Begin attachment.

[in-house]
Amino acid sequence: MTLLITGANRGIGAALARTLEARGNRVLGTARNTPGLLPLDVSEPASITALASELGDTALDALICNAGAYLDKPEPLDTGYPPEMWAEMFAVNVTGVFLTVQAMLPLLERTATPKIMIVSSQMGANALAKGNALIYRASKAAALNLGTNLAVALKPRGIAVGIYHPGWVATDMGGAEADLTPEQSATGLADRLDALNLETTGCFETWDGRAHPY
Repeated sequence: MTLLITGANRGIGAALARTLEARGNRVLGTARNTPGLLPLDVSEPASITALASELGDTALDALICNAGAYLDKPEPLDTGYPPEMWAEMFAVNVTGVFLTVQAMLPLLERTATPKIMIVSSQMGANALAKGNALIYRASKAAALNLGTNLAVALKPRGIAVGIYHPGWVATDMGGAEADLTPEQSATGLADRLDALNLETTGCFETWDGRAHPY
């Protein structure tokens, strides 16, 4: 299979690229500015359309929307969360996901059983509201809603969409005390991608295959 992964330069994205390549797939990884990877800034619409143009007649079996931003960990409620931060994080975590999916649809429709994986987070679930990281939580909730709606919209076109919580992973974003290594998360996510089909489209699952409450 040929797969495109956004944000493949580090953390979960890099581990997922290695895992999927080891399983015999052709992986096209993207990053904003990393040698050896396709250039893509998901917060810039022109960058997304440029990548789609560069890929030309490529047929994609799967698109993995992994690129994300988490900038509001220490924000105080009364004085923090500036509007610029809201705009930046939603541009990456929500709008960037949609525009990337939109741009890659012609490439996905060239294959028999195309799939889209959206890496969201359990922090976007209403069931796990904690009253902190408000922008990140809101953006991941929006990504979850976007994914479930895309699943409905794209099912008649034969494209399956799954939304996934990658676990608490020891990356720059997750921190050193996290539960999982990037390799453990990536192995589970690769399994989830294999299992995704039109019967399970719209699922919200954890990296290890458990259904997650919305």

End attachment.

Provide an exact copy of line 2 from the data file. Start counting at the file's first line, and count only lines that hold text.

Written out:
Amino acid sequence: MTLLITGANRGIGAALARTLEARGNRVLGTARNTPGLLPLDVSEPASITALASELGDTALDALICNAGAYLDKPEPLDTGYPPEMWAEMFAVNVTGVFLTVQAMLPLLERTATPKIMIVSSQMGANALAKGNALIYRASKAAALNLGTNLAVALKPRGIAVGIYHPGWVATDMGGAEADLTPEQSATGLADRLDALNLETTGCFETWDGRAHPY